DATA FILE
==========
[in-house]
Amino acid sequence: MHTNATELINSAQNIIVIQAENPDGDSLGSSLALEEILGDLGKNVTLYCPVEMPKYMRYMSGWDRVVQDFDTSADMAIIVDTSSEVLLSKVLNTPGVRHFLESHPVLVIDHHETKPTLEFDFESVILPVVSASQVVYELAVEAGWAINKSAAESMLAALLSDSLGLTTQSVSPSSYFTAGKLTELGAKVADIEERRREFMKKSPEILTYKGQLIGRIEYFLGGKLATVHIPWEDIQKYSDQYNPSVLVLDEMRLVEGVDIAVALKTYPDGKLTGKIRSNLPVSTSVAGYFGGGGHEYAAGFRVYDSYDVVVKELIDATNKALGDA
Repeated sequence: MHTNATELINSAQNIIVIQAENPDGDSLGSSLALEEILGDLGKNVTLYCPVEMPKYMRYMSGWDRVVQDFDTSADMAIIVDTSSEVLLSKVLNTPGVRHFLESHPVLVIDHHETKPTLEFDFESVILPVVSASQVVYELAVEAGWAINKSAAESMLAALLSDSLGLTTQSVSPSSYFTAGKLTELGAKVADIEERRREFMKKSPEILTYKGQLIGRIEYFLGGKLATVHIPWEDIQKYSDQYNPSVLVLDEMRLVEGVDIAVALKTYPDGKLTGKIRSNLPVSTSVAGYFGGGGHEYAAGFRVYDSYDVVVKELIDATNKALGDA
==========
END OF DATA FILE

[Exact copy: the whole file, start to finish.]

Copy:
[in-house]
Amino acid sequence: MHTNATELINSAQNIIVIQAENPDGDSLGSSLALEEILGDLGKNVTLYCPVEMPKYMRYMSGWDRVVQDFDTSADMAIIVDTSSEVLLSKVLNTPGVRHFLESHPVLVIDHHETKPTLEFDFESVILPVVSASQVVYELAVEAGWAINKSAAESMLAALLSDSLGLTTQSVSPSSYFTAGKLTELGAKVADIEERRREFMKKSPEILTYKGQLIGRIEYFLGGKLATVHIPWEDIQKYSDQYNPSVLVLDEMRLVEGVDIAVALKTYPDGKLTGKIRSNLPVSTSVAGYFGGGGHEYAAGFRVYDSYDVVVKELIDATNKALGDA
Repeated sequence: MHTNATELINSAQNIIVIQAENPDGDSLGSSLALEEILGDLGKNVTLYCPVEMPKYMRYMSGWDRVVQDFDTSADMAIIVDTSSEVLLSKVLNTPGVRHFLESHPVLVIDHHETKPTLEFDFESVILPVVSASQVVYELAVEAGWAINKSAAESMLAALLSDSLGLTTQSVSPSSYFTAGKLTELGAKVADIEERRREFMKKSPEILTYKGQLIGRIEYFLGGKLATVHIPWEDIQKYSDQYNPSVLVLDEMRLVEGVDIAVALKTYPDGKLTGKIRSNLPVSTSVAGYFGGGGHEYAAGFRVYDSYDVVVKELIDATNKALGDA